Table 7. Methamphetamine Prices, Chicago, 2000


Gram $80$100
Ounce $1,000$1,300
Pound $7,300-$10,000

Source: DEA Chicago Field Division, Trends in the Traffic, 2d Quarter FY2000.

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The potential for violence associated with methamphetamine is significant. Individuals addicted to methamphetamine are unpredictable and will go to great lengths to obtain the drug. Methamphetamine users experience feelings of paranoia, fright, and confusion, and as a result, may become violent. Methamphetamine users are often paranoid and delusional and frequently arm themselves against perceived threats. They may become violent without provocation. In 1998, two men in Albion, Illinois, who were high from a nonstop, 1-week binge on methamphetamine, went on a shooting spree that left five people dead in two states. The victims included a Mennonite farmer, shot as he worked in his fields, and a mother of four, killed after they hijacked her car.



Most methamphetamine is produced in high-volume clandestine laboratories in Mexico and in California. Smaller laboratories, already established in surrounding states, are emerging in Illinois. Although it is not very common in northern Illinois, most methamphetamine in the area is shipped from California, Missouri, and Iowa.

Law enforcement agencies in the Southern and Central Districts report that the production of methamphetamine is increasing in rural and residential areas of Illinois. Laboratory operators are primarily lower- and middle-income Caucasians who function independently and produce relatively small quantities of methamphetamine. In response to the growing methamphetamine problem, four major Illinois state laws regarding methamphetamine possession, manufacturing, and precursor chemicals went into effect in January 2000.

Increased thefts of the fertilizer anhydrous ammonia point to an increase in methamphetamine production in the Central and Southern Districts. Most of the methamphetamine laboratories seized in Illinois involve the Nazi production method. Anhydrous ammonia, which produces a hazardous and volatile environment, is used in the Nazi method to speed the production of methamphetamine. According to DEA, most anhydrous ammonia thieves are addicted to methamphetamine and are willing to go to great lengths to obtain the ammonia, which they sell or exchange for methamphetamine. Law enforcement agencies report a wave of anhydrous ammonia thefts from farms and supply outlets in the Central and Southern Districts. Farmers store anhydrous ammonia as a liquid under pressure in large tanks in their fields. Thieves remove locks from tanks with bolt cutters and use garden or vacuum hoses to siphon the ammonia from the tanks. Since the tanks can hold as much as 100,000 gallons, thefts--often of as little as a gallon or two--frequently go undetected.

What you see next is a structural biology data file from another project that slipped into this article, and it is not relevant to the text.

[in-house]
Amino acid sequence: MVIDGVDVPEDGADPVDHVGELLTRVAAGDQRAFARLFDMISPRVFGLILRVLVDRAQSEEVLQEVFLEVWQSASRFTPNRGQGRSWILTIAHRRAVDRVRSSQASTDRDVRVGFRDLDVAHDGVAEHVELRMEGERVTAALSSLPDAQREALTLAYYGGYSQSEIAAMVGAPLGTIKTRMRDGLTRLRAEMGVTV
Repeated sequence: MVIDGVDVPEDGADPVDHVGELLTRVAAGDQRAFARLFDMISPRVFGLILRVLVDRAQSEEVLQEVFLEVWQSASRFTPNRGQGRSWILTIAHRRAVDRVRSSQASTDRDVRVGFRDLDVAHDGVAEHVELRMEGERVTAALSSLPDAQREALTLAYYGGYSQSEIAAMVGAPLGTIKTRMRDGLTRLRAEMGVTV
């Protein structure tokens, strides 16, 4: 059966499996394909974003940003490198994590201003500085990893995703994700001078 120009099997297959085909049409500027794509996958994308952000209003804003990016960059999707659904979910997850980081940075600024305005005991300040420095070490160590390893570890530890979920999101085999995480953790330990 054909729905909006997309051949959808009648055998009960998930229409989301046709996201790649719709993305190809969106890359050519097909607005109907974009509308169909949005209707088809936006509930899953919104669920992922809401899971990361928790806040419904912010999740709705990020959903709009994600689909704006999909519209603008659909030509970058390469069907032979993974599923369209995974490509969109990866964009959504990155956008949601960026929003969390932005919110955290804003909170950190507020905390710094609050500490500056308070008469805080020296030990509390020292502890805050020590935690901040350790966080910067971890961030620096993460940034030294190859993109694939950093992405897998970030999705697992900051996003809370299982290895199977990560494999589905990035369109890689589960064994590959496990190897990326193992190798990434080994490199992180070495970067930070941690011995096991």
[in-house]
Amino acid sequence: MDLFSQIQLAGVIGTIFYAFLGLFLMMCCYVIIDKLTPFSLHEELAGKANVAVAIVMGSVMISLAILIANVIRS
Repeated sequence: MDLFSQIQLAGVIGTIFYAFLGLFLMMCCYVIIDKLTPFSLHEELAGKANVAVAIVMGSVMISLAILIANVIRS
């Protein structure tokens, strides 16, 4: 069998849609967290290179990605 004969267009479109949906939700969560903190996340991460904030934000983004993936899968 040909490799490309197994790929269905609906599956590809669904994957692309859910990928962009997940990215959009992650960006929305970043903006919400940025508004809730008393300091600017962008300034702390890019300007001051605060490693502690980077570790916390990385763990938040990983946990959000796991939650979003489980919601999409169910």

Methamphetamine production is a serious safety and environmental concern. The production process creates toxic and hazardous waste that endangers law enforcement personnel, emergency response teams, and the environment. Methamphetamine laboratories may contain a variety of highly flammable toxic chemicals and vapors. Clandestine laboratories produce 5-6 pounds of toxic waste for every pound of methamphetamine produced. Most toxic residue from methamphetamine production is dumped in the local area, contaminating groundwater and killing vegetation. In Adams County, methamphetamine cookers are gathering all the necessary equipment and precursors and cooking on rural, gravel roads and leaving waste in ditches. Government agencies spend millions of dollars every year to clean up laboratory sites.

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Mexican DTOs are transporting methamphetamine into Illinois from California and Mexico. DEA offices in Wyoming report that cities there have become transit centers for multipound quantities of methamphetamine shipped from California to Chicago. Seizures of methamphetamine from private vehicles driven from California and Texas to Illinois have become more common over the past 2 years. In June 1998, the California Highway Patrol seized 13.4 kilograms of methamphetamine from two Mexican males during a traffic stop in Placer County, California. The suspects were en route to Chicago from San Francisco. In October 1998, a California man was indicted on federal drug charges after officers of the Kansas State Patrol seized approximately 12 kilograms of methamphetamine concealed in hidden compartments in his 1985 Jaguar. The suspect was stopped for speeding while traveling from California to Chicago. In 1999, there were several seizures of methamphetamine destined for Chicago from California. For example, an Operation Valkyrie stop in Illinois resulted in the seizure of 2.5 kilograms of methamphetamine, and in San Bernardino County, California, 17.2 kilograms were seized--both shipments were destined for Chicago. According to the Chicago HIDTA, methamphetamine from California is also being shipped to Illinois via the mail and other package delivery services.